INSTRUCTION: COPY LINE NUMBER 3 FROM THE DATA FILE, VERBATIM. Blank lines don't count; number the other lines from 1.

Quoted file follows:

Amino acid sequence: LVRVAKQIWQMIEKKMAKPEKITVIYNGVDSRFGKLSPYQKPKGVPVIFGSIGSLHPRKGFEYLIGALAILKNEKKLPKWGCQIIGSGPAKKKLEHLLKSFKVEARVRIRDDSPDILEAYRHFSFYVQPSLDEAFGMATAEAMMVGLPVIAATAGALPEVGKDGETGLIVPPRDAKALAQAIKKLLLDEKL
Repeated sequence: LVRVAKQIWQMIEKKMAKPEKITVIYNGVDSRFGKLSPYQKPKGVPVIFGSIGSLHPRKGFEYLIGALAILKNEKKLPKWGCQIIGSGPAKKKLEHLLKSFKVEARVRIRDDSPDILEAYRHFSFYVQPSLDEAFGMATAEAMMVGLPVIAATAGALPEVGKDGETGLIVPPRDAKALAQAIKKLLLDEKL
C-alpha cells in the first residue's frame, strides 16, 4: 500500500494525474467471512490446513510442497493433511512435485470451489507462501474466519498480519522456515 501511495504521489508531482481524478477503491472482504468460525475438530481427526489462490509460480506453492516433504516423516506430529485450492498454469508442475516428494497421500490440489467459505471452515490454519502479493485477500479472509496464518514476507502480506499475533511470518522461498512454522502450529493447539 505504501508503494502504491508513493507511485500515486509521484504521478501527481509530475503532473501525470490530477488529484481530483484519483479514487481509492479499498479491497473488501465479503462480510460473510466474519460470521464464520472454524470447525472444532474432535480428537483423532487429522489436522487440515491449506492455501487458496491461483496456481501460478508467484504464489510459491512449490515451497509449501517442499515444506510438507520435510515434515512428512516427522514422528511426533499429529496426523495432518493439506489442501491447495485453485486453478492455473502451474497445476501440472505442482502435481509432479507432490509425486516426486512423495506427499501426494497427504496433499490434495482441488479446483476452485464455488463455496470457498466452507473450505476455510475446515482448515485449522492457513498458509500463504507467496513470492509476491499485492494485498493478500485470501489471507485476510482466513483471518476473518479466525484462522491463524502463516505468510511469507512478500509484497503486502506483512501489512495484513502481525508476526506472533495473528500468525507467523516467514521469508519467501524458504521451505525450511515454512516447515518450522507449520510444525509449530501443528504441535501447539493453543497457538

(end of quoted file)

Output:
C-alpha cells in the first residue's frame, strides 16, 4: 500500500494525474467471512490446513510442497493433511512435485470451489507462501474466519498480519522456515 501511495504521489508531482481524478477503491472482504468460525475438530481427526489462490509460480506453492516433504516423516506430529485450492498454469508442475516428494497421500490440489467459505471452515490454519502479493485477500479472509496464518514476507502480506499475533511470518522461498512454522502450529493447539 505504501508503494502504491508513493507511485500515486509521484504521478501527481509530475503532473501525470490530477488529484481530483484519483479514487481509492479499498479491497473488501465479503462480510460473510466474519460470521464464520472454524470447525472444532474432535480428537483423532487429522489436522487440515491449506492455501487458496491461483496456481501460478508467484504464489510459491512449490515451497509449501517442499515444506510438507520435510515434515512428512516427522514422528511426533499429529496426523495432518493439506489442501491447495485453485486453478492455473502451474497445476501440472505442482502435481509432479507432490509425486516426486512423495506427499501426494497427504496433499490434495482441488479446483476452485464455488463455496470457498466452507473450505476455510475446515482448515485449522492457513498458509500463504507467496513470492509476491499485492494485498493478500485470501489471507485476510482466513483471518476473518479466525484462522491463524502463516505468510511469507512478500509484497503486502506483512501489512495484513502481525508476526506472533495473528500468525507467523516467514521469508519467501524458504521451505525450511515454512516447515518450522507449520510444525509449530501443528504441535501447539493453543497457538